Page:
First Financial Corporate Services Launches Materials Handling Solutions to Serve the Underserved
by Stuart P. Papavassiliou October 2010
Take one materials handling finance professional with nearly 30 years experience under his belt, one ten-year old equipment leasing company and a healthy portfolio of forklifts, and you come up with something new … something like First Financial Corporate Services’ Materials Handling Solutions.
William P. HestonVP, Materials Handling Solutions, First Financial Corporate Services, Inc.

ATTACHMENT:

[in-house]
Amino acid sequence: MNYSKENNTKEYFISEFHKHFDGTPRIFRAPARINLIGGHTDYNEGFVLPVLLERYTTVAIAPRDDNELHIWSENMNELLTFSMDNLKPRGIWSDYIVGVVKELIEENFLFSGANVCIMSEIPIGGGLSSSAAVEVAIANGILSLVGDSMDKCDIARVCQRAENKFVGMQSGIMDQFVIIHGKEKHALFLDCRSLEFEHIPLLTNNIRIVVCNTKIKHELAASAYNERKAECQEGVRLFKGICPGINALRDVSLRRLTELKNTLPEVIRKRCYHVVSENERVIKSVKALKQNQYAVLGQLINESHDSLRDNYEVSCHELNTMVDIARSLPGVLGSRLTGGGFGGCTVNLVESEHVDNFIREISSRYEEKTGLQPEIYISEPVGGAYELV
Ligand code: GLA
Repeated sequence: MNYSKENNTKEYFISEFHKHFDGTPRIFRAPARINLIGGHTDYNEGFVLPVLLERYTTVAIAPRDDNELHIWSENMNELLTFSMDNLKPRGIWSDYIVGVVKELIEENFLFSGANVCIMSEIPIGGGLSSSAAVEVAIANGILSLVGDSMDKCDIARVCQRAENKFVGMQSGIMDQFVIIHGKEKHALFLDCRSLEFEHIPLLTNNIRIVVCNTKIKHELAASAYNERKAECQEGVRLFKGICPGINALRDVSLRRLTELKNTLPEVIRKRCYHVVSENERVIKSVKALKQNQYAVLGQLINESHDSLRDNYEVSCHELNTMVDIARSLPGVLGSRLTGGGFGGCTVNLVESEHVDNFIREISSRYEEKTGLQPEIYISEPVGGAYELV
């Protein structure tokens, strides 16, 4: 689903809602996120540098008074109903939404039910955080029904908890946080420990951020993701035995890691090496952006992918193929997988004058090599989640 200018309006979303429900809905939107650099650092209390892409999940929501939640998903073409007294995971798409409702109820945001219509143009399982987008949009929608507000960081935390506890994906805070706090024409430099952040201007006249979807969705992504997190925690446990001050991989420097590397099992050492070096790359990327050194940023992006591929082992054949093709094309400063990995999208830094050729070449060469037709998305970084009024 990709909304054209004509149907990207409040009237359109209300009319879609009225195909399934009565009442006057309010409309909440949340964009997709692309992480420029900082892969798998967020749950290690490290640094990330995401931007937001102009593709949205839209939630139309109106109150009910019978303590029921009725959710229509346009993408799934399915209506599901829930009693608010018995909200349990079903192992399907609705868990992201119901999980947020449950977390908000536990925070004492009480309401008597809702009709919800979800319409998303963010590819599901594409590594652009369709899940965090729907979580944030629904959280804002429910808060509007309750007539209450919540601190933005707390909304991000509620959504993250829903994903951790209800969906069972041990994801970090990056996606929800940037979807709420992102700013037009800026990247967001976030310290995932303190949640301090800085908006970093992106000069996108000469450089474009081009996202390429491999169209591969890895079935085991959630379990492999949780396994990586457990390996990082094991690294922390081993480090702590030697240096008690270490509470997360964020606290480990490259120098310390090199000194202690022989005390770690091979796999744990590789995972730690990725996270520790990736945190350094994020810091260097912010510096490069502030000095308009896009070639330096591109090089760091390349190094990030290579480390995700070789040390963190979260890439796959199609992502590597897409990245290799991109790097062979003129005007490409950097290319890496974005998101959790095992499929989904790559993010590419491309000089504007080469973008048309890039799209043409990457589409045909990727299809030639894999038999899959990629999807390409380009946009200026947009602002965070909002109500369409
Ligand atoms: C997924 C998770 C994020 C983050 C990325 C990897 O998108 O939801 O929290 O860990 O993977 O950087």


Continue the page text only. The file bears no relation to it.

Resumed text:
If anyone understands the ins and outs and ups and downs of forklifts, it’s William P. Heston. From the nuts and bolts of the different equipment classes on the manufacturing side to the individualized and sometimes complex financing needs on the end-user side, Heston began his career in 1983 — a time when the U.S. was in the throes of what’s been called the Reagan Recession. Armed with a dual degree in business management and economics, the Widener University graduate set out to find suitable employment. Given the state of things, Heston took the sales route. “My first choice was going to be economics,” Heston recalls, “but the recession hit and I was offered a job at Westinghouse Credit.” From televisions and appliances, Heston moved to CIT where he had his first taste of financing materials handling equipment, and eventually went on to CitiCapital. Within the first six months of his 18-year tenure at CitiCapital, he was assigned to a new materials handling division.